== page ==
Students work in pairs to study a MSH2 missense mutation that is listed as pathogenic in the human databases (see Table 1 for a listing of alleles generated). The missense mutation is introduced in the cognate yeast MSH2 coding sequence so that the MSH2 gene harboring the mutation is distinguishable from the wild type by restriction endonuclease digestion. Students definitively prove that the mutation has been engineered by nucleotide sequence analysis of the mutated region. Ultimately, the mutant alleles are analyzed using in vivo DNA mismatch repair assays. The remainder of the course is focused on discerning in what way are the altered Msh2 proteins malfunctioning in mismatch repair. Students examine steady-state protein levels by immunoblotting to determine if the altered amino acid might affect the stability of the protein. Additionally, they determine whether the Msh2p variants are properly localized to the nucleus using indirect immunofluorescence. Finally, the students test whether the altered proteins have lost their ability to interact with other subunits of the mismatch repair complex using the yeast 2-hybrid assay.
Using site-directed mutagenesis the students create human missense mutations designated as pathogenic in the cognate yeast MSH2 gene. To introduce the changes the students employ a mutagenesis technique known as the dut ung method (Kunkel, 1985). The technique uses single-stranded uracil-containing template DNA, a mutagenic oligonucleotide to prime DNA synthesis, deoxynucleotides and T7 DNA polymerase to synthesize the mutagenized DNA strand, and T4 DNA ligase to create a covalently closed double stranded DNA plasmid. After the in vitro synthesis, the synthesized plasmids are introduced into a bacterial strain that will preferentially repair the parental uracil-containing strand, resulting in a high yield of transformants containing the mutagenized plasmid. Most of the components for the mutagenesis are commercially available. The unique reagents include the template DNA and the mutagenic oligonucleotides. The MSH2 containing template DNA (pMSH2) was constructed prior to the course and is described in detail in Figure 2 and the mutagenic oligonucleotides are designed as detailed in the following section.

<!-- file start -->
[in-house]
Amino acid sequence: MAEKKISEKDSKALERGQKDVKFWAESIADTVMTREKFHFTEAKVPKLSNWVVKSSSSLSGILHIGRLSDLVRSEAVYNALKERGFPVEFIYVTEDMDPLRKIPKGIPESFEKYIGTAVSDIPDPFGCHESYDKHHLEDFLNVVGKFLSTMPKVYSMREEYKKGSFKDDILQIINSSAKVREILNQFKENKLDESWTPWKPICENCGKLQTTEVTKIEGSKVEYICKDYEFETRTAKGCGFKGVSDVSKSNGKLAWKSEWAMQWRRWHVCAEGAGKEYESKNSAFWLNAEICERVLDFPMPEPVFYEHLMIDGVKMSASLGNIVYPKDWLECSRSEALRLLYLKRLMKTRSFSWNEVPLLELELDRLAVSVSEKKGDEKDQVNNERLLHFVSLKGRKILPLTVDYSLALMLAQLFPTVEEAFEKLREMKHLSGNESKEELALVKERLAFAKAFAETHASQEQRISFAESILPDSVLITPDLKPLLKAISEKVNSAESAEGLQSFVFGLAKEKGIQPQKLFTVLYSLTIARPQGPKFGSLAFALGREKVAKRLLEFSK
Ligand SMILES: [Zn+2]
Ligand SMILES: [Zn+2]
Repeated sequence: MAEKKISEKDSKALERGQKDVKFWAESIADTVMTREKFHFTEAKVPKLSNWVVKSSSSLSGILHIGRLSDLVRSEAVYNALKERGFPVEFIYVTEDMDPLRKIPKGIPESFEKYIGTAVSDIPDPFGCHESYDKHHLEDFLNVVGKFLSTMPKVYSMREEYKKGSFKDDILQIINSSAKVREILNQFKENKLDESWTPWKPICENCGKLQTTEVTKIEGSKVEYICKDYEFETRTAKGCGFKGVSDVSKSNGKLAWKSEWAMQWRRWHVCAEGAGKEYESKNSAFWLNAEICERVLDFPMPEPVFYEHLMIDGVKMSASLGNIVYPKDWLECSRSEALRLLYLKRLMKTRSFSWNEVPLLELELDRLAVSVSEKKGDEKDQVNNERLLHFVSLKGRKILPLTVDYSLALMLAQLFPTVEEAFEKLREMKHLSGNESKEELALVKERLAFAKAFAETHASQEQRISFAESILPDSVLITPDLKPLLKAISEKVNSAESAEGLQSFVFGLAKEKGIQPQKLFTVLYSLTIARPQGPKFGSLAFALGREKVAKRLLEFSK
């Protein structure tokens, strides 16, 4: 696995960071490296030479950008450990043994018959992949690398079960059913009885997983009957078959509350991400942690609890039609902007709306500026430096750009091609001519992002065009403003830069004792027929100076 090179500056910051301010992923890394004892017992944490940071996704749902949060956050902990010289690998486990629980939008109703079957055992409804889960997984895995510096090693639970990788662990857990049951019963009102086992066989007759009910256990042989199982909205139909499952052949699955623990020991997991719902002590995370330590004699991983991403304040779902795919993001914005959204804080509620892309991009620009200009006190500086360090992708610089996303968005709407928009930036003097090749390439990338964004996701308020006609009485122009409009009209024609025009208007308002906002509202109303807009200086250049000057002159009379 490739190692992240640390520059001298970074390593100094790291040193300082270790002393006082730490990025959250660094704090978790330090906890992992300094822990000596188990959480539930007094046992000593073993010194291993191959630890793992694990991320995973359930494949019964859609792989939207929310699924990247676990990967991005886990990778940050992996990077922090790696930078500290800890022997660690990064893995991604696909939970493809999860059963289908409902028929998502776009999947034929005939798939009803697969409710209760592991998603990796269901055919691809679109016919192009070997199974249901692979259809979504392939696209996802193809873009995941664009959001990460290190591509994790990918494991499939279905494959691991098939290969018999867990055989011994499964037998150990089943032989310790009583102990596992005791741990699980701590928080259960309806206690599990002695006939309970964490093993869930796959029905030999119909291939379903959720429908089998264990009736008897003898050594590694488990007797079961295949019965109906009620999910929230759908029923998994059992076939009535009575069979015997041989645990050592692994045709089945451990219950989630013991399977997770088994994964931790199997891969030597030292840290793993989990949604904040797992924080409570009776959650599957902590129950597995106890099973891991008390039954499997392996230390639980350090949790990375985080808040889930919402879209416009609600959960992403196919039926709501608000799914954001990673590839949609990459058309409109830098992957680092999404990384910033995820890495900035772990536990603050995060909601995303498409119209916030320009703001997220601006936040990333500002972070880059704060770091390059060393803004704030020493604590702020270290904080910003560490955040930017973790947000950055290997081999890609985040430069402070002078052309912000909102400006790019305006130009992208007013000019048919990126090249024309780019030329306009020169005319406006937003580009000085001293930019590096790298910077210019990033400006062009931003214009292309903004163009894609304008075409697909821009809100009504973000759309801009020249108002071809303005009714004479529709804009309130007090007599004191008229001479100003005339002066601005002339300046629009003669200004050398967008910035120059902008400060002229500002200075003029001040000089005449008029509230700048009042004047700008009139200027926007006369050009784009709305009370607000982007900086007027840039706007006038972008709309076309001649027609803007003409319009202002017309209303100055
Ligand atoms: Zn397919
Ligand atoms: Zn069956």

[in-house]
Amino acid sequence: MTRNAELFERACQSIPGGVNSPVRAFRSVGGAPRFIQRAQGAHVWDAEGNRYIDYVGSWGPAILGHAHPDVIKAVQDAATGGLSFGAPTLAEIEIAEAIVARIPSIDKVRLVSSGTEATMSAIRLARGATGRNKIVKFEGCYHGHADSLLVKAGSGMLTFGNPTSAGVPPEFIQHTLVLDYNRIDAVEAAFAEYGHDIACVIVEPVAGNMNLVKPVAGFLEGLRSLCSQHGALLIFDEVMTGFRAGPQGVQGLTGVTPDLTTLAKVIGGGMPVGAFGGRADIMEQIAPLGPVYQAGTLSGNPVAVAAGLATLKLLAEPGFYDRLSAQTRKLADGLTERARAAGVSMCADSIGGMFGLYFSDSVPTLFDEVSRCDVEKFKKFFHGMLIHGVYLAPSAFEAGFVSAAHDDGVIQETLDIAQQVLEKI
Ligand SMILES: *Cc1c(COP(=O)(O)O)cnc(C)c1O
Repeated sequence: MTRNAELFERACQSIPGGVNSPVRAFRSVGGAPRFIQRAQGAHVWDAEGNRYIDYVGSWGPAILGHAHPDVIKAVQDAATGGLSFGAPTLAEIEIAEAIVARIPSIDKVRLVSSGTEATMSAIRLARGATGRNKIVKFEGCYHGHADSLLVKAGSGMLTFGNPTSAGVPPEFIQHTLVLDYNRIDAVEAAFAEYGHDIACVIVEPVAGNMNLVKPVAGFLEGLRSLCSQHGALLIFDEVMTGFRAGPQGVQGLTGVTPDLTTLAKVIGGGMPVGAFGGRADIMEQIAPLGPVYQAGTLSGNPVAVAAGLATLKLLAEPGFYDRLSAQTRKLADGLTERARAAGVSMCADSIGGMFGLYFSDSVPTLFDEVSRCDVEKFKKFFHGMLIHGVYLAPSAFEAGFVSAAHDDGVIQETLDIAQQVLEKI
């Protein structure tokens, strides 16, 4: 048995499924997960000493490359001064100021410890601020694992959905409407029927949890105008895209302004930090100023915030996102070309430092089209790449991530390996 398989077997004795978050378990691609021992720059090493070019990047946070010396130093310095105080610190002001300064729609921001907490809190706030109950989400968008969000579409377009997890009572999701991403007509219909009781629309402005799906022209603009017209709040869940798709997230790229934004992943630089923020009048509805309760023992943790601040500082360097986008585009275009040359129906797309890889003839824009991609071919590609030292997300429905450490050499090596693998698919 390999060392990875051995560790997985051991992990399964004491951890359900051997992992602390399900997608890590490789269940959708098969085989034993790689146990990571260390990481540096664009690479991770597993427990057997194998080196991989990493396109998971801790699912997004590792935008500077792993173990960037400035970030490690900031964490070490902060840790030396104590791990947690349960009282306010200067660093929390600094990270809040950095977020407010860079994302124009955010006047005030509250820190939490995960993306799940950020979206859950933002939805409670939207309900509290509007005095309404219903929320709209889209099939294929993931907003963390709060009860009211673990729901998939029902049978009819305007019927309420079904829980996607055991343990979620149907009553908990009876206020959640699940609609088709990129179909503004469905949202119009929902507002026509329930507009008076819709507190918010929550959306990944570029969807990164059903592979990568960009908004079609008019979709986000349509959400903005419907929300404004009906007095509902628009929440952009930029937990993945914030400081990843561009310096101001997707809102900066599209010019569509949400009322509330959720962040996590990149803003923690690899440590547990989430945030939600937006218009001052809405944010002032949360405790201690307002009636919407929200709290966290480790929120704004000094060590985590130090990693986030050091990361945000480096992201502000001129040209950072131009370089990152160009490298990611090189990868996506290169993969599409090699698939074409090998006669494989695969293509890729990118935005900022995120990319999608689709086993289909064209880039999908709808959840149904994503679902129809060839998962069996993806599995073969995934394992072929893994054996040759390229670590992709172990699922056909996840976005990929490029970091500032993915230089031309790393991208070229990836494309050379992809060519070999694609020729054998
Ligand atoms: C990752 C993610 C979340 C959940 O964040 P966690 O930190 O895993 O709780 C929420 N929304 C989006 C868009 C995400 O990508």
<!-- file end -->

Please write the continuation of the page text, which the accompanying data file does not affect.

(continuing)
Designing Mutagenic Oligonucleotides
The students begin the project by designing mutagenic oligonucleotides. The procedure relies on Accelrys SeqWeb Version 2, a Web-based sequence analysis program, to aid in the design. Each pair is assigned a missense allele found in the human databases. The databases consulted include the International Collaborative Group on Hereditary Non-Polyposis Colorectal Cancer (ICG-HNPCC), and the Human Gene Mutation Database (in association with Celera). The cognate amino acid is found in yeast gene by comparing the human and yeast sequences. A yeast codon preference table ( ftp://genome-ftp.stanford.edu/pub/codon/ysc.g63.cod) is consulted when planning the mutagenesis to ensure that the mutated protein will not have decreased expression as a consequence of rare codon usage at the altered amino acid site. In addition, the students engineer a mutation that will either create or destroy a restriction endonuclease site within the coding region of the gene. Oligonucleotides are designed to be 23 nucleotides in length with 10 nucleotides flanking the codon to be altered. Finally, the proper strand must be specified so that the mutagenic oligonucleotide will anneal to the single-stranded template DNA using the information given in Figure 2. Before ending the computer session, the students determine the restriction endonuclease digestion pattern that would be predicted for the unmutagenized and mutagenized plasmids.
Over several laboratory sessions, the mutagenic oligonucleotide is phosphorylated and used to prime synthesis of the complementary strand of the uracil-containing DNA template in an in vitro mutagenesis reaction. Each student pair prepares three samples. One contains all of the listed components, a second lacks the mutagenic oligonucleotide (no primer control), and a third lacks the T4 DNA ligase (the no ligase control).
One tenth of the reaction products and controls are resolved by agarose gel electrophoresis in the presence of ethidium bromide to determine whether the expected double-stranded covalently closed products are generated before introducing the molecules into bacteria.The students are provided with double-stranded and single-stranded pMSH2 controls for comparison purposes (see Figure 3A for an example of a student's results).
The synthesized molecules from the mutagenesis are used to transform bacterial cells by means of the calcium chloride method. The bacterial strain produces a functional uracil N-glycosylase that allows for selection against the parental, unmutagenized strands. Students transform the bacteria with the complete reaction mixture, and with two controls. One control lacks input DNA (the negative, or sterility control, which should give no transformants), and the second contains double-stranded pMSH2 DNA (a positive control, which should give a high yield of transformants).